Another approach to window management is to provide hardware scissoring. A window is defined in hardware which may be updated regardless of the display field contents and the data to be written. Although this technique is relatively efficient for drawing a single rectangular window, it becomes increasing inefficient as more windows are included and particularly so where windows are overlaid by others leaving non-rectangular areas visible, in which case a scissor plane is required to define the scissor boundary.
Yet a further windowing technique, for display systems with a display device in the form of a cathode ray tube (CRT), is the use of a cathode ray tube controller (CRTC) to pick up an appropriate window for display pixel by pixel from separate sources (essentially separate display buffers), one per window. This is a costly approach, however, due to the cost of additional hardware logic and additional storage for multiple screens of display data which are needed. A display system, which is generally of this type and comprises a multi-plane display buffer in which windowing is performed using an additional bit plane for selecting the source of data to be displayed, is described in an article on pages 2526 and 2527 of the IBM Technical Disclosure Bulletin, Vol. 29, No. 6 published in November, 1986.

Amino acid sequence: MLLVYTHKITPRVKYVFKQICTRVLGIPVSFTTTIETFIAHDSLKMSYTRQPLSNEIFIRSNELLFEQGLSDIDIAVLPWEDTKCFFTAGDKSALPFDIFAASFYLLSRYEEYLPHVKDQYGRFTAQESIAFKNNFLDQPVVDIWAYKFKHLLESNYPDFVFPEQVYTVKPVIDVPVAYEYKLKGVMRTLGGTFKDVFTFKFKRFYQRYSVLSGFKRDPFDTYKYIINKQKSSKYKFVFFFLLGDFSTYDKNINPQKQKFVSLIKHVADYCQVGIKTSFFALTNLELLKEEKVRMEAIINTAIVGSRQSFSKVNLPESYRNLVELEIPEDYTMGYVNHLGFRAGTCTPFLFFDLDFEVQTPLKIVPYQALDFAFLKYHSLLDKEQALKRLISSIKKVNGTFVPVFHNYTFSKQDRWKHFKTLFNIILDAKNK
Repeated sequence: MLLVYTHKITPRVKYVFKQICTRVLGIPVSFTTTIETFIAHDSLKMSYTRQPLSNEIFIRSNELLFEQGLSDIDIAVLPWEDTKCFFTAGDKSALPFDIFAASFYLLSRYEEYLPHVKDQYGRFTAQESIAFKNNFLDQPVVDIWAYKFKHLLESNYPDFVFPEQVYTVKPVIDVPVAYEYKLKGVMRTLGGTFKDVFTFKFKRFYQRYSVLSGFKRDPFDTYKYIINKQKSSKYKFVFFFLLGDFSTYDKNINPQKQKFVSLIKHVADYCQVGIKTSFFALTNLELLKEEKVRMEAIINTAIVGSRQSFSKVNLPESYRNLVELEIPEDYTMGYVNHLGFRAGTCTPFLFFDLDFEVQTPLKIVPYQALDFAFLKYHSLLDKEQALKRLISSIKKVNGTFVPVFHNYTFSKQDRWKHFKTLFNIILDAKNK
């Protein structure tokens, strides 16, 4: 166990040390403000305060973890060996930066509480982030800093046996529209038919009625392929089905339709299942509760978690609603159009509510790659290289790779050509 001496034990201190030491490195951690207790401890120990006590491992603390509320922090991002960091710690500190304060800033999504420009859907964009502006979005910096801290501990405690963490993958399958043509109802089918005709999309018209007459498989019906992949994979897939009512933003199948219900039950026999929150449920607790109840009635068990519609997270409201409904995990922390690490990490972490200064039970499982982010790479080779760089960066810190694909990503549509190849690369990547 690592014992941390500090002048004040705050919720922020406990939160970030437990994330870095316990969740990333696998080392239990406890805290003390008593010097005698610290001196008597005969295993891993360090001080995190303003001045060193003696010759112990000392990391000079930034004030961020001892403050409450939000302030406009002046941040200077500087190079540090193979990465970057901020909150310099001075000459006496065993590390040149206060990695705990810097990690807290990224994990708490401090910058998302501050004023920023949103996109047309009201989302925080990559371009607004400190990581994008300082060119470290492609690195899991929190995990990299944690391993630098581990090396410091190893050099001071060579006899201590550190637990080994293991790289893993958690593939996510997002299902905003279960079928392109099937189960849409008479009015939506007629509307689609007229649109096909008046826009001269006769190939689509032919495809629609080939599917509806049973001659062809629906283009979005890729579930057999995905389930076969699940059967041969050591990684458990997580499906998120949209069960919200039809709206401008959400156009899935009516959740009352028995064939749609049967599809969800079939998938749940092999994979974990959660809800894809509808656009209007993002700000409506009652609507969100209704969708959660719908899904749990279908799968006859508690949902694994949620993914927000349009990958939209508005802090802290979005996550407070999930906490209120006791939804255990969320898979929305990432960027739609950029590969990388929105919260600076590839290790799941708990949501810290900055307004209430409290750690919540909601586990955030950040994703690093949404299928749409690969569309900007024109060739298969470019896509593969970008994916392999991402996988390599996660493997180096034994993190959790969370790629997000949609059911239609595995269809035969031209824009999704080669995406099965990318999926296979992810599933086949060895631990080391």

The present invention is directed to a display system of the type which comprises a palette for chrominance and/or luminance information, a display buffer for pixel information defining the pixels of a display field, the pixel information including index values for indexing the palette (i.e. for addressing entries in the palette) to select the chrominance and/or luminance of the pixels. An object of the invention is to provide such a display system with a windowing mechanism which mitigates the problems of the prior art approaches.
Accordingly, the present invention provides a display system comprising a palette for chrominance and/or luminance information, a display buffer for pixel information defining the pixels of a display field, the pixel information including index values for indexing the palette to select the chrominance and/or luminance of the pixels, and a windowing mechanism for associating a different range of index values with each of a plurality of windows and for responding to index values stored at individual pixel positions in the display buffer to determine the visible extent of a given window within the display field.
By associating a different range of index values with each window, the windowing mechanism is able to allow a plurality of windows to be displayed with a minimum of extra logic and without unduly constraining the choice of chrominance and/or luminance (hereinafter, for conciseness, referred to as "colors") of pixels within those windows. The number of different colors available in each window will depend on the number of windows to be displayed, but each color can be selected from the full set of colors which can be specified by the palette. A consequence of associating the ranges of palette index values to respective windows is that a color within a window can be changed by modifying the content of the single palette entry indexed, or addressed by the appropriate index value.